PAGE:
MINISTER of Health Silvia Masebo says it can be hard to tell if a child has COVID-19 because of the mild manner in which it presents itself in children.

And Masebo says her ministry, working with the Ministry of Education, will take the COVID-19 vaccine closer to children at their schools.

Speaking during the COVID-19 update, Monday, Masebo said COVID-19 symptoms were taking an average of about six days after exposure to manifest.

“It has been observed that COVID-19 symptoms appear on average about six days after exposure to the infection. And because of the generally mild nature of the disease in children, it can be hard to tell if your child has COVID-19. This is because there are other illnesses which present with similar symptoms, such as the flu or hay fever. While children just like adults are as likely to get COVID-19, they usually are less likely to become severely ill; but yet still transmit the infection to others. However, some children with COVID-19 need to be hospitalized, treated in the intensive care unit or placed on a ventilator to help them breathe. Research and data from clinical observation indicates that certain medical conditions might increase a child’s risk of serious illness with COVID-19, including: Overweight or Obesity, Sugar disease, Asthma, heart disease, sickle cell disease and others,” she said.

“It is important that you know the possible symptoms of COVID-19 in children and what you can do to protect your child. Children with COVID-19 might have symptoms, or no symptoms at all. The most common symptoms of COVID-19 in children are cough and fever. However, the possible signs and symptoms include: Fever, Cough associated with sputum production, Chest pain, Loss of taste or smell, Changes in the skin, such as discolored areas on the feet and hands, Sore throat, Nausea, vomiting, abdominal pain or diarrhea, Chills, Muscle aches and pain, Extreme fatigue, Severe headache, Nasal congestion.”

And Masebo said the vaccine would be taken closer to children in their schools.

“Working with our counterparts in the Ministry of Education, our vaccination teams will take the vaccine closer to the children at their schools. Our appeal to all parents is that they give consent for their children to get vaccinated. So far the updated numbers of children vaccinated is 18,178 (7,239 girls and 10,939 boys) aged 12 to 17 years. Lusaka has recorded the highest number of children vaccinated (3,528). We have however also seen some rural districts performing well in vaccinating children. These include Kalabo (417), Luampa (350), Milenge (350), Mitete (345), Samfya (341), Mulobezi (309) and Nchelenge (304). This should be encouraged and I appeal to all districts to follow suit. I also therefore direct all Provincial Health Directors to make sure that they report the daily progress of vaccination for children both in facilities and schools,” she said.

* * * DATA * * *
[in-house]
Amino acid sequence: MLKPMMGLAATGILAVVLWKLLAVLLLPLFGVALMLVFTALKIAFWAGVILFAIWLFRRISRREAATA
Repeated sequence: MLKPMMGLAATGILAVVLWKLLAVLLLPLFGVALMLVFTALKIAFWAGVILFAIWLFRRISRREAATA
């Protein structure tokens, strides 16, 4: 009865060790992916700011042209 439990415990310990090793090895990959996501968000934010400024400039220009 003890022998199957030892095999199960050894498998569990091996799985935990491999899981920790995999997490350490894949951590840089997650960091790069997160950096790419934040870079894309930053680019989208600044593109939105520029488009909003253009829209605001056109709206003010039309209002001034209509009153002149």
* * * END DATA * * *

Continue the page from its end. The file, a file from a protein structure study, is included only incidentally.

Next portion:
Meanwhile, Masebo said the country had made significant progress in controlling COVID-19.

“Clearly, we have made significant progress in controlling COVID-19. However, the pandemic is not anywhere near over. We have observed an increasing number of children getting infected. Currently, children represent about 10% of all COVID-19 cases recorded in Zambia. Sadly, we have lost 276 children throughout the 4 COVID-19 waves. Of these, 167 have been deaths among those aged 12-17 years. It is for this reason that we continue to emphasise the need to adhere to the ‘five golden rules’ as well as advocating for vaccination against COVID-19 among those children aged 12 years and above,” said Masebo.

“In the last 24 hours we recorded 125 new COVID-19 cases out of 1,938 tests conducted countrywide, giving an overall national positivity of 6%. This is the fourth consecutive day that our positivity has been below 10%. We admitted 6 new patients in the last 24hrs, and we discharged 710 patients from both home management and facility, leaving 3,158 active cases nationwide. Of the current active cases, 69 are admitted to hospital with 32 on oxygen therapy and 8 classified as critically ill. Of the admitted, 88% are unvaccinated patients. On a sad note; we report two deaths in the last 24 hours, one from Muchinga Province and the other one from North-western province. We have recorded a total of 3,917 deaths to date, all of whom were the most important person in someone’s life.”